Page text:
Some gun owners, saying that the National Rifle Association isn't battling hard enough for their rights, are taking the fight into their own hands.

The 4.3 million-member NRA, one of the most powerful and well-funded lobbying groups in Washington, has for 35 years dominated the push to expand gun rights.

But its strategies aren't aggressive or imaginative enough for some gun owners who want to openly carry holstered pistols in public places, or to exploit loopholes in state gun laws to purchase semi-automatic rifles.

They are coming together in smaller, loosely organized groups that recruit on the Internet and find inspiration from the tea party movement.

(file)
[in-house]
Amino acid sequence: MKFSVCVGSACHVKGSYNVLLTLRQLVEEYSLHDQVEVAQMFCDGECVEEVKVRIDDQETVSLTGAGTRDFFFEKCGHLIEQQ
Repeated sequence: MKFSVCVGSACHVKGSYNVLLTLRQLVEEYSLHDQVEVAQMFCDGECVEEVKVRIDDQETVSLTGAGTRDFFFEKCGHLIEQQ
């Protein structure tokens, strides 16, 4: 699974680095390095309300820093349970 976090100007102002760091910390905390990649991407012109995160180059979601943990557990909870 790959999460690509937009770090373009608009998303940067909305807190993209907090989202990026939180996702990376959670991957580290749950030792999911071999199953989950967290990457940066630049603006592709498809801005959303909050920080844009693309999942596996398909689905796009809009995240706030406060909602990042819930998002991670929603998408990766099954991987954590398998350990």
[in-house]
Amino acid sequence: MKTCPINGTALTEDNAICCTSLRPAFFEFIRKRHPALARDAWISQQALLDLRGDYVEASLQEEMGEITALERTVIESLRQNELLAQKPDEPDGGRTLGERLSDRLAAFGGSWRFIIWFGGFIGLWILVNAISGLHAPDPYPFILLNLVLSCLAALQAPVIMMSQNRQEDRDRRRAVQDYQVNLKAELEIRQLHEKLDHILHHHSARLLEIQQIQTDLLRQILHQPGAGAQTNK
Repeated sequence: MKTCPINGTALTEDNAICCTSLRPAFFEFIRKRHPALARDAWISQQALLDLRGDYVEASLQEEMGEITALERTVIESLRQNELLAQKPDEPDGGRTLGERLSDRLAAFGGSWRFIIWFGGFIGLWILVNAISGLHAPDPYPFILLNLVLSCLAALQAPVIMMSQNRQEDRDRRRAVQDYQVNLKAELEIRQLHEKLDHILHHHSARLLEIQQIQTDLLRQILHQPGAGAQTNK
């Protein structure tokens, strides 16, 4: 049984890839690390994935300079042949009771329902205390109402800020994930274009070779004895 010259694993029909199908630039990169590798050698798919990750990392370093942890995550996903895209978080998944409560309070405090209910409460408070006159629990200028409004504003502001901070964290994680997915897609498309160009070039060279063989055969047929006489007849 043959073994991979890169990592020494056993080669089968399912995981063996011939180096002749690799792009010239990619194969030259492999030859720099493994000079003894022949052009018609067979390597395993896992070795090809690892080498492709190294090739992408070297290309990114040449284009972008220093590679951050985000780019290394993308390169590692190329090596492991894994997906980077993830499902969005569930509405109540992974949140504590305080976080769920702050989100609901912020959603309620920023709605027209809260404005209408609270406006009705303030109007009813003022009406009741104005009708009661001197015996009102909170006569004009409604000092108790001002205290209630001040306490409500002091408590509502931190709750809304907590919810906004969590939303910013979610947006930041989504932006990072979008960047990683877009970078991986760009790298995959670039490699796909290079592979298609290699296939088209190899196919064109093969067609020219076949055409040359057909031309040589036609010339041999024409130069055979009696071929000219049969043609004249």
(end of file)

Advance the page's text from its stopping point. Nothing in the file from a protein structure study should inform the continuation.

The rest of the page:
On Monday, several thousand gun owners plan to mount two protests—a march in Washington and an "open-carry" rally in Mount Vernon, Va.

"More and more the gun-rights movement is moving toward a stand-up-and-shout approach," said Jeff Knox, director of the Firearms Coalition, a for-profit, loose-knit coalition of activists. "There's a lot of general frustration with NRA not taking a hard enough line."

Data on how many owners are joining the splinter groups are scant, because many are newly organized, and tend to seek contributions over formal memberships. In addition, some gun owners join more than one group. Mr. Knox estimated that the splinter groups had one million to 1.5 million members or regular contributors.

The NRA is "no longer absolutely the 800-pound gorilla" in the pro-gun movement, said Gary Marbut, a life member of the NRA and president of the Montana Shooting Sports Association, an NRA affiliate. "The NRA is running the risk of becoming insignificant, of fading into the background."

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